If you work in U.S. emergency management, particularly at the local, county or state level, you are probably already aware of the fine courses provided at FEMA’s Emergency Management Institute – both the brick-and-mortar schoolhouse in the Maryland panhandle, and via their online presence. I’ve taken several courses at the school over the years, have served as an subject matter expert advisor to the development of a public information course and have completed several of the online courses available.
If you’re not aware, EMI provides a LOT of free independent study training modules online that can get you smart on social media in emergency management (#SMEM, on social media) and the incident command system (ICS). The courses are free and open to anyone.
The Social Media in Emergency Management course takes about 90 minutes to complete. It consists of information shared in short snippets on the screen, links to more in-depth coverage of particular points and well-produced videos that present social media lessons learned and best practices during disasters from around the world. There are learning points for public information officers or communications pros who are already familiar with SMEM. More importantly, it’s a great course to recommend to leadership when diving into official social media usage.
The ICS, in its original form, was created by the Firefighting Resources of California Organized for Potential Emergencies collective (FIRESCOPE). FIRESCOPE started as a joint interagency wildland fire task force, comprised of local, state and federal agency personnel, which came together to solve problems managing and responding to wildfires. One of FIRESCOPE’s goals was to create systematic guidelines to make it easier for people from different agencies to work together, which is how ICS was born in the 1970s.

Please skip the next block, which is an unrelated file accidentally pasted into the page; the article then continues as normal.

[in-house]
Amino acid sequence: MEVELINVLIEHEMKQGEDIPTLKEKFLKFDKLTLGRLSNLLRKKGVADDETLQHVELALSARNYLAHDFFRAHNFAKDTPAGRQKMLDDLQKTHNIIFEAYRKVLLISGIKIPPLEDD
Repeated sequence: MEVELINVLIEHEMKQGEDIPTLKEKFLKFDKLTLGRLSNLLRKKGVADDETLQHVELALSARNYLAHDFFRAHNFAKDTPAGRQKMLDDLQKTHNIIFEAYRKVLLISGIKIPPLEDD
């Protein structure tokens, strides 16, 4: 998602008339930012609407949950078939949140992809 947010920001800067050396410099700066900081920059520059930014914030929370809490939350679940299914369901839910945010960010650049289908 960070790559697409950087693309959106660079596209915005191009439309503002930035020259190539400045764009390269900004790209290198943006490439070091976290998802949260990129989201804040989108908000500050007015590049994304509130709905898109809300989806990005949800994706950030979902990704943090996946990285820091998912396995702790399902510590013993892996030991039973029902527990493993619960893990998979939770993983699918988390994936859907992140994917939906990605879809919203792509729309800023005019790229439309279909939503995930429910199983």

ICS lead to the creation, in the early 80s, of the National Interagency Incident Management System, or NIIMS. NIIMS formally adopted the ICS management doctrine for wildland fire management and applied it to other incident management scenarios. It was the birth of all-hazard national training and doctrine, which has evolved to what it is today in the U.S.
Since ICS is the common operational management system used by all levels of government across the country, it would behoove anyone who is a) in government or, b) could work with someone in government, to learn the basics before the next disaster strikes.
To learn the basics of the system, I recommend EMI’s Introduction to Incident Command System and ICS for Single Resources and Initial Action Incidents. For crisis communicators who may need more in-depth knowledge of how ICS works for your profession during incident response, try the Public Information Officer Awareness, Effective Communication and/or National Incident Management System Public Information Systems courses. Again, they’re all web-based, free and available to anyone. If you’ve never been involved in incident response, you’ll be ahead of the game when and if you are.
If you’re looking for facility/profession-specific courses, or courses that give varying levels of detail in incident response or specific hazards, I recommend taking a quick look through EMI’s complete independent study course catalog.